Impatient People Tend to Have Worse Credit Scores, Study Suggests

David Andrew
By: David Andrew
Updated: June 23, 2020 publishes personal finance studies on the latest trends in the subprime marketplace. Our articles follow strict editorial guidelines.

Impatience can lead to many problems like extra stress, high blood pressure and a quick temper. A new study suggests you can add a poor credit score to the list.

People that are more impatient tend to have worse credit scores than patient people, according to a recent study out of Columbia and Stanford Universities.

For this study, the organizers asked 437 test participants if they would rather have a small payment today or a larger payment in a month.

A person that chose the immediate payment was rated impatient, while someone that chose the delayed payment was rated patient.

The study organizers controlled their test group for income and debt levels, so these weren’t factors that influenced a participant’s decision.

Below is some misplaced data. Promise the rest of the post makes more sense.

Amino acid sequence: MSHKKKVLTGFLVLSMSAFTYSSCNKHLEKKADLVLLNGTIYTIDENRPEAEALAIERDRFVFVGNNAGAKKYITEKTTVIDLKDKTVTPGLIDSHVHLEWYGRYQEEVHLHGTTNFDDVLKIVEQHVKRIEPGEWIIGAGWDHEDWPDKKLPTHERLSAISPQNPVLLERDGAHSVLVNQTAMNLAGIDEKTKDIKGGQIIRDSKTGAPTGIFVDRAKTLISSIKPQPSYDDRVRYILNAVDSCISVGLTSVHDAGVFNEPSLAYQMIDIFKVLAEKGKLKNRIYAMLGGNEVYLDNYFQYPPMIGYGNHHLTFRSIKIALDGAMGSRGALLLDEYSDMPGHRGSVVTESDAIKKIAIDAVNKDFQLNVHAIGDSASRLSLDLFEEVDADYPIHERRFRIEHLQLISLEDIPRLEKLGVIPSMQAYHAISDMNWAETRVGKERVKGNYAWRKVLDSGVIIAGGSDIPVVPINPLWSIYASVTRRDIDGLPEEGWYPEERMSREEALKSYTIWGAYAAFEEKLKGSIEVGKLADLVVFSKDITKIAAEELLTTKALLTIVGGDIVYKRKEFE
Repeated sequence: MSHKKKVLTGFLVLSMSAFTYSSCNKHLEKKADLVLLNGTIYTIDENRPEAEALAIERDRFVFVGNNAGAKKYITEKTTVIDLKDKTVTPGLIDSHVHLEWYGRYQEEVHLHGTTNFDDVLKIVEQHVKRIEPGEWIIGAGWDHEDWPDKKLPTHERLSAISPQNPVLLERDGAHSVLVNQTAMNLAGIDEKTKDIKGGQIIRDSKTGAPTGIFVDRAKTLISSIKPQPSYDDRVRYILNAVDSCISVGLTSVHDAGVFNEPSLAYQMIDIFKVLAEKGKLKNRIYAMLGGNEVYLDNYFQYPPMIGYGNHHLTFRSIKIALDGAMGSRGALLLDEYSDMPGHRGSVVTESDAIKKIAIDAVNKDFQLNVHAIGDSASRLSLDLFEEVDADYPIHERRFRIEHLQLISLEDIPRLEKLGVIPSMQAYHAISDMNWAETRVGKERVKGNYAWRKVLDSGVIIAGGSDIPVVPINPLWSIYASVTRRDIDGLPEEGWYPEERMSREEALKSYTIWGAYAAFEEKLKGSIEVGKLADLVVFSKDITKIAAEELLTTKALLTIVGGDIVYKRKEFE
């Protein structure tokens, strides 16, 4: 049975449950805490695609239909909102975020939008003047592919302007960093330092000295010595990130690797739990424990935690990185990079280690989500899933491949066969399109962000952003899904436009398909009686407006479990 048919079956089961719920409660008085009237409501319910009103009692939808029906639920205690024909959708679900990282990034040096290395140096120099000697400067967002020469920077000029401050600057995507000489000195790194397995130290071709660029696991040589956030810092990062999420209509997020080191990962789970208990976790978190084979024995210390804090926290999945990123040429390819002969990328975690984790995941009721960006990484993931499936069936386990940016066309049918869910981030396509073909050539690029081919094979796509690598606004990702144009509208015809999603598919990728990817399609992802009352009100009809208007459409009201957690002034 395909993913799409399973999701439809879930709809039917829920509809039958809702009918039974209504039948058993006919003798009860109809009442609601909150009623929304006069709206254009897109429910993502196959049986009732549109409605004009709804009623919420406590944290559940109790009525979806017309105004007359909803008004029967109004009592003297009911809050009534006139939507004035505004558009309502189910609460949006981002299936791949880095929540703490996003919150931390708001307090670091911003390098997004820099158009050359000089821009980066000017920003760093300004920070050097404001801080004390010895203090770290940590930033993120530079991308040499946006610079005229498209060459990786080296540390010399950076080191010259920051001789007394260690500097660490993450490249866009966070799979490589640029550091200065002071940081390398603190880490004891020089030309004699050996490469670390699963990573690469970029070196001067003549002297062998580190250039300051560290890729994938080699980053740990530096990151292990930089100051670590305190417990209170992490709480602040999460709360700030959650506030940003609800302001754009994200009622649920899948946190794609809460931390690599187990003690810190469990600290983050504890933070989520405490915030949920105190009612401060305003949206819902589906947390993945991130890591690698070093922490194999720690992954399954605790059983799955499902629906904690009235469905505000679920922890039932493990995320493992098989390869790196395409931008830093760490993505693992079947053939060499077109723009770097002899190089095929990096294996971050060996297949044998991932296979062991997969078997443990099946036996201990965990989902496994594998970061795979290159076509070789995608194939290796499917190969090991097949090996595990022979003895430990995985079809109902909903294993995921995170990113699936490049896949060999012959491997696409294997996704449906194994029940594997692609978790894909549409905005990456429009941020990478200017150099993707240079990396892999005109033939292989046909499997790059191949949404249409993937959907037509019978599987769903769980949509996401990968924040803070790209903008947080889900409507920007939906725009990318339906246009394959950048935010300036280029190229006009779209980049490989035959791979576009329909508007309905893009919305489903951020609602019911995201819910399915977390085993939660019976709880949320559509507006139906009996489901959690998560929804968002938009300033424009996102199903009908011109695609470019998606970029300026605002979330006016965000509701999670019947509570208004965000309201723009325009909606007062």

“People that are more impatient

tend to have worse credit scores.”

To measure different levels of patience, the study organizers altered the gap between amounts.

For example, one person may have had to choose between $20 and $30 but another may have had to choose between $20 and $50.

As a group, participants that chose the delayed payment averaged a credit score 30 points higher than the group that chose the immediate payment.

Participants that were the most impatient, meaning they accepted the biggest price discount, had an average credit score below 620, putting them in the subprime borrower category.

If you happen to be a subprime category, don’t get too stressed out — there are plenty of lenders willing to offer you loans despite your bad credit.

This study makes sense because impatience could lead to poor credit habits.

An impatient person would be more inclined to be late on making credit payments, as this decision leads to more money today versus waiting for a good credit score sometime in the future.

This just goes to show patience is a virtue with many benefits. Learning how to wait can help your health, your relationships and your wallet.

Source: Columbia and Stanford Universities.